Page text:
As we made our way past the Isles of Shoals we came across our first whale. It was a minke whale who has a horrific scar just before its dorsal fin. We have been seeing this minke whale over the past few days. The scar doesn't appear to be new, although it was most likely the result of a ship strike from years ago. The scar appears to be "healing," but research on scars is minimal and we do not know how extensive some of these injuries can be internally.
|Minke whale reaching the surface. You can see its blow holes as well as the minke mittens (white patches on the pectoral flippers).|
|Scar can be seen just to the right of the dorsal fin.|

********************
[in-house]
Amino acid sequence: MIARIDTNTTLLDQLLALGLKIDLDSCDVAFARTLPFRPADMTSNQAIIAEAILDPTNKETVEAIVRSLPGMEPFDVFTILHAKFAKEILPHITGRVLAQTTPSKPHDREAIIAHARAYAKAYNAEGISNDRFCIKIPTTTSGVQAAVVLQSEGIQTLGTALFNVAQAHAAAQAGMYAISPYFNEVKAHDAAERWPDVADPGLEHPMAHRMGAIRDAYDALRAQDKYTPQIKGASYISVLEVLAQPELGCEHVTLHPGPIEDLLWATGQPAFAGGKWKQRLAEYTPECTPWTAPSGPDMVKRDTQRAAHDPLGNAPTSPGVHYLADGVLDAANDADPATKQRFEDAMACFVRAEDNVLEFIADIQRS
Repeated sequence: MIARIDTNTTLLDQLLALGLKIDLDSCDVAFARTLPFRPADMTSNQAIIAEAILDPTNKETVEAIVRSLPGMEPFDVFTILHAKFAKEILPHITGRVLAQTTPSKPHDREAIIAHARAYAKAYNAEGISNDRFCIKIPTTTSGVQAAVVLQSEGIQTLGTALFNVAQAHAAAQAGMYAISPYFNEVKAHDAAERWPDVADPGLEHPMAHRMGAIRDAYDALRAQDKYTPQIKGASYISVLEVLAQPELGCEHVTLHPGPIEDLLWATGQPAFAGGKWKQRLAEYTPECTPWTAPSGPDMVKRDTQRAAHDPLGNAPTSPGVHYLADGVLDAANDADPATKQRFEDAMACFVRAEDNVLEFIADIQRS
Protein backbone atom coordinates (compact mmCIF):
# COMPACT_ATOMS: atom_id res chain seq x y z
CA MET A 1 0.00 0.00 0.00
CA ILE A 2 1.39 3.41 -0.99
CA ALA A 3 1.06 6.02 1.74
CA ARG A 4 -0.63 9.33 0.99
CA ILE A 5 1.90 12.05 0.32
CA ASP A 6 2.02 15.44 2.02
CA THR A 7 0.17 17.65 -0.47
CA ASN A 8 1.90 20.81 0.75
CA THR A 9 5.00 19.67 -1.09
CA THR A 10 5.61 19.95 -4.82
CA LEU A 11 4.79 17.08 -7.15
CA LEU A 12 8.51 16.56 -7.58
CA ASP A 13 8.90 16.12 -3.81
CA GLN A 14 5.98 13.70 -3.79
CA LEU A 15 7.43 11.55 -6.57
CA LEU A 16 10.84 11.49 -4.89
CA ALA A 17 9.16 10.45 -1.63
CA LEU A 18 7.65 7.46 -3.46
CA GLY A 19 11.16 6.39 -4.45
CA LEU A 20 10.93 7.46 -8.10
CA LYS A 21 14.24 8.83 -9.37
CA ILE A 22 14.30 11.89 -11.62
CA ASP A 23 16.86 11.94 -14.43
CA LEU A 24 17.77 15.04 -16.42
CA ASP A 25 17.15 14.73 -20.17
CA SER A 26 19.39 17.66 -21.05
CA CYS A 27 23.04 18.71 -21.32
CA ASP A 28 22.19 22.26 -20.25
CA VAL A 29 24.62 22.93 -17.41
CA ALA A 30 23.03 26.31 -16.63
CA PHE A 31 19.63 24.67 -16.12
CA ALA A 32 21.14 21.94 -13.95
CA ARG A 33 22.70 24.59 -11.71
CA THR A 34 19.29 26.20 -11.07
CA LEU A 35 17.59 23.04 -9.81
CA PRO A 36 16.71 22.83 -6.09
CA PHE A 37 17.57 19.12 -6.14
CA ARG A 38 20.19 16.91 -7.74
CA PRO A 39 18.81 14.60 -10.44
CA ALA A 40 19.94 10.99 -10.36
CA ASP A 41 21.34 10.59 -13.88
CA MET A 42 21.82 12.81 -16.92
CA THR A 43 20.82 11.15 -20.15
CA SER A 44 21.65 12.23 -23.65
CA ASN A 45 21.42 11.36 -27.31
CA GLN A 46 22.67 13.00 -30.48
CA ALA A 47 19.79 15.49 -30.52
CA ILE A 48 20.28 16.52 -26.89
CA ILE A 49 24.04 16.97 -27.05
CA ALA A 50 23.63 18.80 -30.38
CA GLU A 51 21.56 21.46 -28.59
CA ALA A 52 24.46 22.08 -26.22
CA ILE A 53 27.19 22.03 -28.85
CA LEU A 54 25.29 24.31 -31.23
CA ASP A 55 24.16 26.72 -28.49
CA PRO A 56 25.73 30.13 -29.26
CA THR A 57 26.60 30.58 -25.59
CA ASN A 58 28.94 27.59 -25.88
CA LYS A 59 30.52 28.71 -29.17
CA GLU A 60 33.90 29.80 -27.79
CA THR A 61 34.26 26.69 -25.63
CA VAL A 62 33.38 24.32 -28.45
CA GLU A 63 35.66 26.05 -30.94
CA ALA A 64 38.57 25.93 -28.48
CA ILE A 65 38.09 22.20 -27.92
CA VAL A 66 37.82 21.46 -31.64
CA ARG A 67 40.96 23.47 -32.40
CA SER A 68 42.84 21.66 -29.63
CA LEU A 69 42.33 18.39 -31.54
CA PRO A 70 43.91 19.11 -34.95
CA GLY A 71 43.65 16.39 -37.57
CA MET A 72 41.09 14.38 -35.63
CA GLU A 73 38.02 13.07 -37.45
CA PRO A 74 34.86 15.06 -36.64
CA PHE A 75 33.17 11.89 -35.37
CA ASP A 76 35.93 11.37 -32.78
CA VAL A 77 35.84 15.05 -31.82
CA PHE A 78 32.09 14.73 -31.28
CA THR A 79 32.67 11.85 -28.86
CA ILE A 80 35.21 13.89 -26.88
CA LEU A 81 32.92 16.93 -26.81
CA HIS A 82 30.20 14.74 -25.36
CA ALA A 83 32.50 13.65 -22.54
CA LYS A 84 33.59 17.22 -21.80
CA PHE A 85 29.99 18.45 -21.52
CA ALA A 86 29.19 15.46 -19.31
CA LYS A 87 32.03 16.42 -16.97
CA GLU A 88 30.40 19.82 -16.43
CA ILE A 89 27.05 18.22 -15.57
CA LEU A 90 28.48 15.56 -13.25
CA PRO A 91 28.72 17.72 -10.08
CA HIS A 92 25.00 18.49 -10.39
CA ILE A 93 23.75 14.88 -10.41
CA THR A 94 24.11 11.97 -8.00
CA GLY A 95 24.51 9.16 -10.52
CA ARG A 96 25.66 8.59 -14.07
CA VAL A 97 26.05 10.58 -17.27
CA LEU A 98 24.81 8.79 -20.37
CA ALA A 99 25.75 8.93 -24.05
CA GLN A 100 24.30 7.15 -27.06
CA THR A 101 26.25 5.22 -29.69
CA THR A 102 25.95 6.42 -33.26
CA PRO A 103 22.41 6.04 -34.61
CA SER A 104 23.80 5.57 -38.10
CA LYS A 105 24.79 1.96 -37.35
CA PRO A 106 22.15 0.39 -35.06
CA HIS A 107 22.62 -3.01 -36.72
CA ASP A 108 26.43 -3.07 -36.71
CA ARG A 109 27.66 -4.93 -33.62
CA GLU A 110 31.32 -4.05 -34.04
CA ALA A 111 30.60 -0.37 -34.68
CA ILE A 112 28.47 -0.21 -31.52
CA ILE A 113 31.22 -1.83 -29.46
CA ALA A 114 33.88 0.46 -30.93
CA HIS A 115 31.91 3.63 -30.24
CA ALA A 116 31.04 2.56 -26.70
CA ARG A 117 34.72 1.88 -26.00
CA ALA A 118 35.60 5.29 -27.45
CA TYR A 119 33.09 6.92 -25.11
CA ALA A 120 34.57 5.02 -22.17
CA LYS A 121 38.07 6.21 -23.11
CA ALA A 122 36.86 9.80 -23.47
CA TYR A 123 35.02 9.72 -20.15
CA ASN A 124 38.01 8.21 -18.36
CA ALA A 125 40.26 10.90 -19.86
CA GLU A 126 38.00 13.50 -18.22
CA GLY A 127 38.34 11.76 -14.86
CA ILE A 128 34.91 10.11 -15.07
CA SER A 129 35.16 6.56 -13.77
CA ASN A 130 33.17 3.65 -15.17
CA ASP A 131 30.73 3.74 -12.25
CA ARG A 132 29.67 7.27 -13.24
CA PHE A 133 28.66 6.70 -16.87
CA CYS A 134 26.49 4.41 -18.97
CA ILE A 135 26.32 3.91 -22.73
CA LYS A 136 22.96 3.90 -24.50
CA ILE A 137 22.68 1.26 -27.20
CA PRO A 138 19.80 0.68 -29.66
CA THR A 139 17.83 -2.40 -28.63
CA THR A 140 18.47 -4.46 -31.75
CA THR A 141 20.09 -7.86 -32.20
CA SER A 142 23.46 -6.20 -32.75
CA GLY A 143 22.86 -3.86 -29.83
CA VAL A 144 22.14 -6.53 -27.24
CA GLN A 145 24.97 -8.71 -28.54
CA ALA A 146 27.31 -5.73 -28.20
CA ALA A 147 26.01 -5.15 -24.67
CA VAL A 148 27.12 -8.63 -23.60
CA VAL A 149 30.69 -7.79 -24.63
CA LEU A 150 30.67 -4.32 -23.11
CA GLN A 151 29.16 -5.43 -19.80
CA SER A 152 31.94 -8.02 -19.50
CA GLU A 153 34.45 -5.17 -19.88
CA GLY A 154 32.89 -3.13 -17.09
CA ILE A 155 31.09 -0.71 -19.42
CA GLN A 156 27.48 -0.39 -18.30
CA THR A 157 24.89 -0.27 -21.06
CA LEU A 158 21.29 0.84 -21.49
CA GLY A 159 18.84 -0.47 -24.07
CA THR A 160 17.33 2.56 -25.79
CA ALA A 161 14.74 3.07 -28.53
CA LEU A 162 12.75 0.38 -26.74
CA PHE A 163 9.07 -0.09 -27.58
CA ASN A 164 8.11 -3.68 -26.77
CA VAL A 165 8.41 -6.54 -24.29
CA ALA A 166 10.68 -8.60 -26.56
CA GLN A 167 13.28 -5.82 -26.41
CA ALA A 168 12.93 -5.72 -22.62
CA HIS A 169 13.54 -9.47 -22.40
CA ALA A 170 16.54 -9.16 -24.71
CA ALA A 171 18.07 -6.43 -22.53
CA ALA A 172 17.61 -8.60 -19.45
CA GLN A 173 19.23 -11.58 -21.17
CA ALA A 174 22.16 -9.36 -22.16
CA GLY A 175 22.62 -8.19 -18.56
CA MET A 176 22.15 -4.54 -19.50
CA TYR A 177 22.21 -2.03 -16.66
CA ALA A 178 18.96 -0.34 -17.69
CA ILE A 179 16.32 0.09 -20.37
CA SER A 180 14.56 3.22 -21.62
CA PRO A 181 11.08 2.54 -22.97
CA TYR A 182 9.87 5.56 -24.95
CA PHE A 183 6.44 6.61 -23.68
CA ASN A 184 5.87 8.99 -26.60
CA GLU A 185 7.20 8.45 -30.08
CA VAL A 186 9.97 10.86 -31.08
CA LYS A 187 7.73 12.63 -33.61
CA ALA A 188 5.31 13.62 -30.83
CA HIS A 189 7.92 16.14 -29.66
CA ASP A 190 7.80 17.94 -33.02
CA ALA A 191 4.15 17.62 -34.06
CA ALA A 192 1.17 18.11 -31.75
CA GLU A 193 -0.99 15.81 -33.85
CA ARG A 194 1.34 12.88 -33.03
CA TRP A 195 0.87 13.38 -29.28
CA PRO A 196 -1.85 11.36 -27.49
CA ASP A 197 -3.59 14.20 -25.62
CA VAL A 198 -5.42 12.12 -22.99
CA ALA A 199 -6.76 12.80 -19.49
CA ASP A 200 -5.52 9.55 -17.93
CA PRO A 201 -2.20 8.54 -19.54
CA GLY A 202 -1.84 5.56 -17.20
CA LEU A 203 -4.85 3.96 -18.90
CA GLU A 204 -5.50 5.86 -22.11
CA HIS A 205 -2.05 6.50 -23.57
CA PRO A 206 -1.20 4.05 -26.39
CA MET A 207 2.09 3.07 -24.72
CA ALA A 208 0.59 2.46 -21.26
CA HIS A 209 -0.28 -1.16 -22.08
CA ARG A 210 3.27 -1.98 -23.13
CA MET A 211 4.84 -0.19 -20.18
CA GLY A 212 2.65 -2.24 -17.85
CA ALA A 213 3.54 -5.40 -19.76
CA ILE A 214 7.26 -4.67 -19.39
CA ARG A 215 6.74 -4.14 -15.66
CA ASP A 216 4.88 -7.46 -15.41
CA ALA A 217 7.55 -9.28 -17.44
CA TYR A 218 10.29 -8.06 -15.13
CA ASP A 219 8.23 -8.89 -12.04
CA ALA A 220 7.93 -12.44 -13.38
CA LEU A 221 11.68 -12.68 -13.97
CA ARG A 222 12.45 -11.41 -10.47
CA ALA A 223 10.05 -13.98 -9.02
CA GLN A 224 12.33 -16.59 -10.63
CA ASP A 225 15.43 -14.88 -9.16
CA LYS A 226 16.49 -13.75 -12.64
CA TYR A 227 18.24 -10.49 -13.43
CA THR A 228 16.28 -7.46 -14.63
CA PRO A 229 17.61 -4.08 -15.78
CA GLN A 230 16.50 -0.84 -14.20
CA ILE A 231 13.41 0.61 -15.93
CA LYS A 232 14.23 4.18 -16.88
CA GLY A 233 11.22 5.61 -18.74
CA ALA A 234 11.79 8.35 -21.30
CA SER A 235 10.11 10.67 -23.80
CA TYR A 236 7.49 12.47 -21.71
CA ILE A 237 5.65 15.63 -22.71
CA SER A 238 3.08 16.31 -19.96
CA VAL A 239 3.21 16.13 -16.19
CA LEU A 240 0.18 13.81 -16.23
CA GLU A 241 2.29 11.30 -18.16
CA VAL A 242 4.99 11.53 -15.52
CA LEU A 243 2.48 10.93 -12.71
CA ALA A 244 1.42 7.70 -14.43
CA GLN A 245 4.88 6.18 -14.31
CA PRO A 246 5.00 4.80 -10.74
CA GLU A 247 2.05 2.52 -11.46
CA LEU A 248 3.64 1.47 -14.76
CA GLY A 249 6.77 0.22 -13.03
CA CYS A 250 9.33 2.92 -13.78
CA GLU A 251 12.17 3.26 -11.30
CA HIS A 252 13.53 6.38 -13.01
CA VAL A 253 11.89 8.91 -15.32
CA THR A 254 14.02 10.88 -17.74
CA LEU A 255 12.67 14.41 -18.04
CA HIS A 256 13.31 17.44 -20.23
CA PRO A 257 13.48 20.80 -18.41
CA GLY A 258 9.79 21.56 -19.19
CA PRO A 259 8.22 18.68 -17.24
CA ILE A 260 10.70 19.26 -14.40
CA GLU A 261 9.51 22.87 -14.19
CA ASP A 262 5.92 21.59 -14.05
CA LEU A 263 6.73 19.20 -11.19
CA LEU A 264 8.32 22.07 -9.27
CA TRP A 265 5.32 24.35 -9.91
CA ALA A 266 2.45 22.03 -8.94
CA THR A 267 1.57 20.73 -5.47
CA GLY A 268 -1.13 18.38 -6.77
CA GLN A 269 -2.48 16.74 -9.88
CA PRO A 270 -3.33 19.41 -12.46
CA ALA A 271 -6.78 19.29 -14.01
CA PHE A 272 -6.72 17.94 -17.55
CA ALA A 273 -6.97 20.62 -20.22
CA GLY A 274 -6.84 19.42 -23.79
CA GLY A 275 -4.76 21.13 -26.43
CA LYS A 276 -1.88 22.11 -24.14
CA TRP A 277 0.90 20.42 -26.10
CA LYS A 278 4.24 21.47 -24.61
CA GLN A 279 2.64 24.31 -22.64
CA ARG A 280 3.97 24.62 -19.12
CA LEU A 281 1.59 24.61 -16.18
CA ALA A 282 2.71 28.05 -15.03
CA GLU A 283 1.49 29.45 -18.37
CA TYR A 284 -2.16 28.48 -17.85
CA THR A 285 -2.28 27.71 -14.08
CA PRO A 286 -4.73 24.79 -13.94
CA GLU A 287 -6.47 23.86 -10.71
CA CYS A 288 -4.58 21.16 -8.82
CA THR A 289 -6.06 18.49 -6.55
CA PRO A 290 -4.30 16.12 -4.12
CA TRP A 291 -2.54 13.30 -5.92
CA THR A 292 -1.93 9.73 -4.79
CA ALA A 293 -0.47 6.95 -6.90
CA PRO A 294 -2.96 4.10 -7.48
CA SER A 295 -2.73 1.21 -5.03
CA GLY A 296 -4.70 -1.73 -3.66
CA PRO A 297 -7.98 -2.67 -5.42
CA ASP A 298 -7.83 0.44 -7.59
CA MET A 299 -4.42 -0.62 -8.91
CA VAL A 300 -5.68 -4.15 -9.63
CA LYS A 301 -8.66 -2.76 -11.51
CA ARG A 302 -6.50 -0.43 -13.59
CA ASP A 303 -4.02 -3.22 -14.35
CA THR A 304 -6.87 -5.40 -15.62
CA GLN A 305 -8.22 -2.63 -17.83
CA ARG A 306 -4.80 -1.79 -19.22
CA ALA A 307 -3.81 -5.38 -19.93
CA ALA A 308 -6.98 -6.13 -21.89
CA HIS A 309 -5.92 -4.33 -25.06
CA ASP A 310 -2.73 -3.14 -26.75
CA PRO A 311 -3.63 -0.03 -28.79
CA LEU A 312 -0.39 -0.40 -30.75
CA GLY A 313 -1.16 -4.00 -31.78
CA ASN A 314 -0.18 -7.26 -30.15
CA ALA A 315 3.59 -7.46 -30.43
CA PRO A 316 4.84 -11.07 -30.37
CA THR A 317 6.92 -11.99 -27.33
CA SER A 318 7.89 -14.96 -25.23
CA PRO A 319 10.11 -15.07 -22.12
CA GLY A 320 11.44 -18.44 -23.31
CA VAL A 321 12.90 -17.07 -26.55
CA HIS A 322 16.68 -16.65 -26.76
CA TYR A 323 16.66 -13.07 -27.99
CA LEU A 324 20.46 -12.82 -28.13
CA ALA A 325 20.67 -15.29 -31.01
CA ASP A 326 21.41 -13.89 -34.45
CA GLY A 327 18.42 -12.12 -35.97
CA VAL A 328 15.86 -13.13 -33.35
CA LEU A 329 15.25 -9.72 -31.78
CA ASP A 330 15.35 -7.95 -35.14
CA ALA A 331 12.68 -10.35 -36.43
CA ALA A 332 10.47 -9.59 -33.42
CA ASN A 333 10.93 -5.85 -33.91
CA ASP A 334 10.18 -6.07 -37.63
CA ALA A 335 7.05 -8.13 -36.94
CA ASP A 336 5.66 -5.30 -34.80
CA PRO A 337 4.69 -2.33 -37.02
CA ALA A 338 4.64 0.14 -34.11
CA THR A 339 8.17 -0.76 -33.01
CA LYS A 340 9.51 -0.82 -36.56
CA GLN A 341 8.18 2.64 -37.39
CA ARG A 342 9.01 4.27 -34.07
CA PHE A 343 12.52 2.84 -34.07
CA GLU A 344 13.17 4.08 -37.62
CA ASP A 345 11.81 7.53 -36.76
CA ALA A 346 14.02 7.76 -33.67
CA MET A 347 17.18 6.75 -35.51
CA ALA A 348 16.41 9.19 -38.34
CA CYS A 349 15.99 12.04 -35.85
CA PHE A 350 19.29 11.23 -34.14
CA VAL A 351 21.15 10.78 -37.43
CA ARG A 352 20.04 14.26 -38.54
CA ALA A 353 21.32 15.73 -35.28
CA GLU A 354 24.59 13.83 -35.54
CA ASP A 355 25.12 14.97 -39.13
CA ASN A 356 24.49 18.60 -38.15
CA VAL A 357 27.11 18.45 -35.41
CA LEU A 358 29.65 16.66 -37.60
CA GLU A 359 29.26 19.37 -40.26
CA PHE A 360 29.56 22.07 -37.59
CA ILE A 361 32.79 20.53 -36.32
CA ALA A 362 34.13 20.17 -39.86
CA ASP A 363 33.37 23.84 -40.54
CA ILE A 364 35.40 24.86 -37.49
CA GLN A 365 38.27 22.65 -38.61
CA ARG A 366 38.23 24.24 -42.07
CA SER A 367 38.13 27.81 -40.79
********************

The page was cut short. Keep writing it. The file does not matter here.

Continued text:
In addition to watching whales we saw many different pelagic birds out on the water. Below is a picture of a juvenile common tern. These are very delicate looking birds with thin wings. We have been seeing many of these terns over the past few weeks.
Our second minke whale luckily did not have visible scars, but could be distinguished from the other minke whales that we saw during our trip because of the notch at the top of its dorsal fin.
Our third minke whale of the day had a much smoother dorsal fin, that was shorter than the other whales we saw during the trip.
We got a second look at our notched minke whale before making our way back to Rye Harbor. It is always nice to see multiple whale occupying one area. Baleen whales are solitary animals and are not typically seen in the same area. It must mean that there is an adequate supply of food for these particular whales. Thank you to everyone who joined us on the trip yesterday. We hope to see you again soon!